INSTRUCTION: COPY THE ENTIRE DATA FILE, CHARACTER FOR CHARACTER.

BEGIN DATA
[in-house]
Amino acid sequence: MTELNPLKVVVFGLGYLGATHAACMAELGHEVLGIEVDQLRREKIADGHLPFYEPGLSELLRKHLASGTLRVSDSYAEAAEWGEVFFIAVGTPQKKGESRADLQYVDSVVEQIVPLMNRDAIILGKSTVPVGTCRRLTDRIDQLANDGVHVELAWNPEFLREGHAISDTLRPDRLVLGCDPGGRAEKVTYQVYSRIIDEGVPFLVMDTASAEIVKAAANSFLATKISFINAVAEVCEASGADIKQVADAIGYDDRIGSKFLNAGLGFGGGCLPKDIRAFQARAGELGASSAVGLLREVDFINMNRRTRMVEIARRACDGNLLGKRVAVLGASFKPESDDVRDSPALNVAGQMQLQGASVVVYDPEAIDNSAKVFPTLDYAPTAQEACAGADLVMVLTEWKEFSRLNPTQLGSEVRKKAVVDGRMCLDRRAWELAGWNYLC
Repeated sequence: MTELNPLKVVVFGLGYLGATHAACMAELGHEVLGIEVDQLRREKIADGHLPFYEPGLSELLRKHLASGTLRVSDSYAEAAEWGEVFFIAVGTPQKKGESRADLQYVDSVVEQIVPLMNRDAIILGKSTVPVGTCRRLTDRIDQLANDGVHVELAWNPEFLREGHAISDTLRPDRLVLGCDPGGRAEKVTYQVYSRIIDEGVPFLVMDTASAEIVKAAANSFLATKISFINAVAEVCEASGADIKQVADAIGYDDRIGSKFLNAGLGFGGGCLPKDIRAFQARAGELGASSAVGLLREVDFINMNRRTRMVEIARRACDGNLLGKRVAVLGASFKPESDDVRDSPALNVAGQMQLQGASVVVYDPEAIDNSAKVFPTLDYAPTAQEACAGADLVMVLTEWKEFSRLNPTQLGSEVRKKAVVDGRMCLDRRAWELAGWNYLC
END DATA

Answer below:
[in-house]
Amino acid sequence: MTELNPLKVVVFGLGYLGATHAACMAELGHEVLGIEVDQLRREKIADGHLPFYEPGLSELLRKHLASGTLRVSDSYAEAAEWGEVFFIAVGTPQKKGESRADLQYVDSVVEQIVPLMNRDAIILGKSTVPVGTCRRLTDRIDQLANDGVHVELAWNPEFLREGHAISDTLRPDRLVLGCDPGGRAEKVTYQVYSRIIDEGVPFLVMDTASAEIVKAAANSFLATKISFINAVAEVCEASGADIKQVADAIGYDDRIGSKFLNAGLGFGGGCLPKDIRAFQARAGELGASSAVGLLREVDFINMNRRTRMVEIARRACDGNLLGKRVAVLGASFKPESDDVRDSPALNVAGQMQLQGASVVVYDPEAIDNSAKVFPTLDYAPTAQEACAGADLVMVLTEWKEFSRLNPTQLGSEVRKKAVVDGRMCLDRRAWELAGWNYLC
Repeated sequence: MTELNPLKVVVFGLGYLGATHAACMAELGHEVLGIEVDQLRREKIADGHLPFYEPGLSELLRKHLASGTLRVSDSYAEAAEWGEVFFIAVGTPQKKGESRADLQYVDSVVEQIVPLMNRDAIILGKSTVPVGTCRRLTDRIDQLANDGVHVELAWNPEFLREGHAISDTLRPDRLVLGCDPGGRAEKVTYQVYSRIIDEGVPFLVMDTASAEIVKAAANSFLATKISFINAVAEVCEASGADIKQVADAIGYDDRIGSKFLNAGLGFGGGCLPKDIRAFQARAGELGASSAVGLLREVDFINMNRRTRMVEIARRACDGNLLGKRVAVLGASFKPESDDVRDSPALNVAGQMQLQGASVVVYDPEAIDNSAKVFPTLDYAPTAQEACAGADLVMVLTEWKEFSRLNPTQLGSEVRKKAVVDGRMCLDRRAWELAGWNYLC